Pontiac Bloc-Mtal 45; If You Can’t Afford A GTO, How About A Camera? Page 2

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Such a beautiful and well-made camera cries out, you might think, for a top-flight lens; but you would be disappointed. It was available with a variety of 102mm f/4.5 and 105mm f/4.5 triplets, and possibly with one or two Tessar-type four-glass lenses (I’m not sure about the optical layout of the Berthiot options). As far as I am aware, all used front-cell focusing. Mine came with an uncoated Roussel Trylor, one of the better triplets of its day, but nothing remarkable; only the very last 45s had coated lenses. Marked apertures on the grievously nonlinear scale are f/4.5 and f/6.3 (one stop apart), then f/8 (2⁄3 stop), f/11, f/16, f/23(!), and f/32. The shutter is a Prontor II, 1 second to 1/200 sec + B and T, with delayed action, flash synchronized; quite advanced for its day.

A big ’ole—and a huge shiny pressure plate.

This is where you have to remember the point about contact prints. A triplet like this would allow superb contacts, fit to be examined with a magnifying glass, a real “magic window”; but it wasn’t a high-end “enthusiast” camera, and would probably have appealed to someone who wanted a decent camera but wasn’t willing to spend money
on enlargements.

Paradoxically, by the late ’40s, the non-enthusiast who wanted a bigger picture would probably have gone for “en-prints” (short for “enlarged [contact] prints”) off 35mm, 127 or 16-on-120/620. At most these would have been post-card sized, about 3x off 35mm. Ambitious amateurs who were just taking up the hobby, or were unusually impecunious, could buy box-shaped fixed-focus enlargers that took a negative at one end and a sheet of post-card paper at the other: models were sold for both 35mm and 6x9cm.

The rotating depth of field calculator.

All right, what is the 45 like to use? Well, I have to disappoint you here. Although the shutter still works, albeit with speeds bearing little relation to those marked, the lens diaphragm has a displaced leaf and the interior of the lens is quite misty. As already noted, it is also a 620, and to add to the fun, one of the little brass lugs that locates the feed spool is detached. In other words, it’s maybe an hour’s work, maybe more, to strip, clean, and reassemble the front end and refit the lug, quite apart from the hassle of either buying some 620 film or re-spooling 120: the film and backing paper on 120 and 620 are identical, but 620 has a narrower diameter core and flanges. To cut a long story short, I decided that as I was unlikely to be impressed by the results anyway, I’d just treat it as a piece of sculpture and history, rather than as a working camera.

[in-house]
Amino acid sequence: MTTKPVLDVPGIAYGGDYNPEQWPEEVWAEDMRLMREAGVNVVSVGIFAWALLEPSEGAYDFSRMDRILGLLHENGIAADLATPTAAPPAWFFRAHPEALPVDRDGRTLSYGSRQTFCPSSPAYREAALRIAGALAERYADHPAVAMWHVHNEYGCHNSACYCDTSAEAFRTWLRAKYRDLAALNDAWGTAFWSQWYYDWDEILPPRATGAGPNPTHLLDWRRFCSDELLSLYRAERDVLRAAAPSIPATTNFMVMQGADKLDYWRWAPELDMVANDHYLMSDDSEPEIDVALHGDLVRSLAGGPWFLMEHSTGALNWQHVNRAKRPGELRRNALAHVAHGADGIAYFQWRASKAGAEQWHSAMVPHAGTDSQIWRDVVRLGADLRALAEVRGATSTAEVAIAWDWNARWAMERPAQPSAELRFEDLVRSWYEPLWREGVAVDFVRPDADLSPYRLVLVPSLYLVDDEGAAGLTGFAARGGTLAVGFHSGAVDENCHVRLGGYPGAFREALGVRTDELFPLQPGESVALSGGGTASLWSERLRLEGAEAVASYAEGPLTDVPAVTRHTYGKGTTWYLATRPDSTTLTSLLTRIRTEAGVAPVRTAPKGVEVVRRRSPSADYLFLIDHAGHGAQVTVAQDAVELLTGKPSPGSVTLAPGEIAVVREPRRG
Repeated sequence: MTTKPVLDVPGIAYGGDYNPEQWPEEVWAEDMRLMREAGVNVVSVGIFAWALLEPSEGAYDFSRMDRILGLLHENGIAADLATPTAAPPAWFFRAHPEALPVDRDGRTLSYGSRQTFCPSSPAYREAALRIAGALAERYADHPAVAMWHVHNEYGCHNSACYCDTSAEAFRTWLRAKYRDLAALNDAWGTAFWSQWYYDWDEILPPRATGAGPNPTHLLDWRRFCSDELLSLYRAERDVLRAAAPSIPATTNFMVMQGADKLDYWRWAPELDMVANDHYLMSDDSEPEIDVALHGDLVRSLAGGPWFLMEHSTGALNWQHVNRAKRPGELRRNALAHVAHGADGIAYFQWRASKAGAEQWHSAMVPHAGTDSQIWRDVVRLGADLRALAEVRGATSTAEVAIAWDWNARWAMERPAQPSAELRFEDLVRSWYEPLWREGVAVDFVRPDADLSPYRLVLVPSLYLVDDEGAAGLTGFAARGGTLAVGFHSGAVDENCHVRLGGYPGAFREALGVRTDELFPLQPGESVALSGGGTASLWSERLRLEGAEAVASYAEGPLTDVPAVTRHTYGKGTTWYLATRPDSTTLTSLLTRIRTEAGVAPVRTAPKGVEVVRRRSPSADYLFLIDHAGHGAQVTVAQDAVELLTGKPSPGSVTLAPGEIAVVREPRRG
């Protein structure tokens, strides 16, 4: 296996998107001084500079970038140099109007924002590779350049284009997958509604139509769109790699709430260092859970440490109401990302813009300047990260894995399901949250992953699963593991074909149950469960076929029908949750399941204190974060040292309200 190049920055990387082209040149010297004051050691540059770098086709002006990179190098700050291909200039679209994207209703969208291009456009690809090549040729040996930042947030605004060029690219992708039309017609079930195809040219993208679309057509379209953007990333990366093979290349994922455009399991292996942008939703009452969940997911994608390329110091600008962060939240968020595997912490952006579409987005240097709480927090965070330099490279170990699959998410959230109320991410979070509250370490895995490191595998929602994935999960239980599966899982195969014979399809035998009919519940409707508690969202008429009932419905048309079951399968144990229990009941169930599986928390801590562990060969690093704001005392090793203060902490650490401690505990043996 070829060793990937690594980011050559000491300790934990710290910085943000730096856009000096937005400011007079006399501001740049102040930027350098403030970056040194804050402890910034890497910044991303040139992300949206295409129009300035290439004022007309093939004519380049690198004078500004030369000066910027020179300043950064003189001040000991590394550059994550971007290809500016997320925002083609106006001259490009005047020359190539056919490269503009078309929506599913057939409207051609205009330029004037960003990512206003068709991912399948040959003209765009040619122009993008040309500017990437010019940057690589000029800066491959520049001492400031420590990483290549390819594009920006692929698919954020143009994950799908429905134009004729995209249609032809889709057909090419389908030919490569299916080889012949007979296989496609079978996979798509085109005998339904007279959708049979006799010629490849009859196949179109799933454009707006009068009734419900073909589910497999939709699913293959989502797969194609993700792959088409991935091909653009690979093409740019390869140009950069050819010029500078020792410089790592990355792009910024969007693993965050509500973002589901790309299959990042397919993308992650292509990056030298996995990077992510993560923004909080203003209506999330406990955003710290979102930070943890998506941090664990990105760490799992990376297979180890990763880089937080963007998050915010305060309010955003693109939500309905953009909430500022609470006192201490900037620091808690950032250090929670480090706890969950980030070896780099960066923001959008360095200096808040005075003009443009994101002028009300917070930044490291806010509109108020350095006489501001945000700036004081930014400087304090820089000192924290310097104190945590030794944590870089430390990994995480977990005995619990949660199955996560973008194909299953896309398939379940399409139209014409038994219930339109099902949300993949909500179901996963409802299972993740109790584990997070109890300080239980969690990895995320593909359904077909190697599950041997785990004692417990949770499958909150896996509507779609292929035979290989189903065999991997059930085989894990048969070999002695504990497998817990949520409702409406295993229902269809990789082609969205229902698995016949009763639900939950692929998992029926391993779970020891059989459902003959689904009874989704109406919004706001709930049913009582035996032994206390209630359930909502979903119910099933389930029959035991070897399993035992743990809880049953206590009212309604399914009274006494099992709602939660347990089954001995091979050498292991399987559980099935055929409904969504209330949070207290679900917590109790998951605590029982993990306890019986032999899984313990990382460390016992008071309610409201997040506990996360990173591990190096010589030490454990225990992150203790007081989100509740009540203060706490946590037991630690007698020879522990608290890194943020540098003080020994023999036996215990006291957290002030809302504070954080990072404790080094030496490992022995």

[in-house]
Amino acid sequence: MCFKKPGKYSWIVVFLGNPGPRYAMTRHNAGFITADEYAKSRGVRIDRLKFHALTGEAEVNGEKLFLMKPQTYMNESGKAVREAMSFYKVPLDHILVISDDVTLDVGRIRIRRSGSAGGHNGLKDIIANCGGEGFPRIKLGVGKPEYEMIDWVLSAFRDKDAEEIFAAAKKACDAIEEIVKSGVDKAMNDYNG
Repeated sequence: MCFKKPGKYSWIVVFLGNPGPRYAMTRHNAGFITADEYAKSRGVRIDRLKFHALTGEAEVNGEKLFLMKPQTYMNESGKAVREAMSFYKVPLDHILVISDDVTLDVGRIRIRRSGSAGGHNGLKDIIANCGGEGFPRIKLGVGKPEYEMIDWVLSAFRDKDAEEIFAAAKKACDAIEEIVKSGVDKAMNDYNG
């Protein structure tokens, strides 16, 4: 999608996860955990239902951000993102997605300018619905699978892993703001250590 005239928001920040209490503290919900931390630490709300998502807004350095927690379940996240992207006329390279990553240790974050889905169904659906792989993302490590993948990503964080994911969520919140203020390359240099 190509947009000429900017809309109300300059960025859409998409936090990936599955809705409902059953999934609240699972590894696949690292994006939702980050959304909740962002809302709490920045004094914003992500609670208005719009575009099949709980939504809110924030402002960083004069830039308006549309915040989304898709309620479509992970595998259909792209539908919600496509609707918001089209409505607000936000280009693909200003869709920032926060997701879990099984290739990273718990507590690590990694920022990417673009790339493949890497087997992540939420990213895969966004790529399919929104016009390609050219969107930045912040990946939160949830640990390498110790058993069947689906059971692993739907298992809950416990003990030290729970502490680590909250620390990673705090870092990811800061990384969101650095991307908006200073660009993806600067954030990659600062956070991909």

The release clip for the bellows baseboard is reminiscent of a ’20s cigarette case.

Mention of history, of course, demands the question, why Pontiac? Well, Pontiac or Obwandiyag (c. 1720-1769) was an Ottawa chief who allied himself with the French against the English, but it seems more likely that M. Laroche just liked Pontiac cars and regarded them as the epitome of modern styling and affordable excellence.

The history of the company itself is also interesting. MFAP was one of the few French beneficiaries of the German occupation, which forbade the founding of new optical companies in occupied France. This allowed M. Laroche to bring out his new all-metal camera model in ’41, and essentially gave him a free run for the next few years. He even advertised himself as the leading French manufacturer of cameras: this was probably true during World War II.

The cable release holder. Above: with the retaining catch to one side. Below: with it swung in place. I had no cable releases small enough to fit.

It is however curious, to say the least, that consumer cameras were made in relatively large numbers in occupied France, and that they were made from light alloy (a strategic material for aircraft production) with nickel-plated brightwork: nickel was another strategic material, of course, though reputedly the nickeled fittings of the 41 were more than averagely prone to rust. As soon as proper international competition was resumed, MFAP started to struggle, then went under. And as already noted, the Baby Lynx may have been the only product of the Moroccan 35mm camera industry.

Value? It’s impossible to say. Pontiacs are not especially common, even in France, and despite the export drive of the later ’40s, they are distinctly rare in the US. In one sense a Pontiac 45 is just another “moldy old folder” (to borrow from the estimable Jason Schneider), but it is set aside from most moldy old folders by its superb looks and unusual history.

You know the French are serious about export when it says “Made in France” and not “Fabriqué en France.” This is the film winding knob.

Then again, depressingly many collectors are indifferent to aesthetics and incompetent as historians, so there are probably more than enough Pontiacs around for the few who will appreciate their charms. The 30 euros (a bit under $50) that I paid for mine at the Montamisé camera fair in 2008 was probably about right, or a little on the high side for a camera that needed work, so I’d guess anything from $25-$125, depending on condition, and how badly you want it.

For further information on the art and craft of photography from Roger Hicks and Frances Schultz, go to www.rogerandfrances.com.

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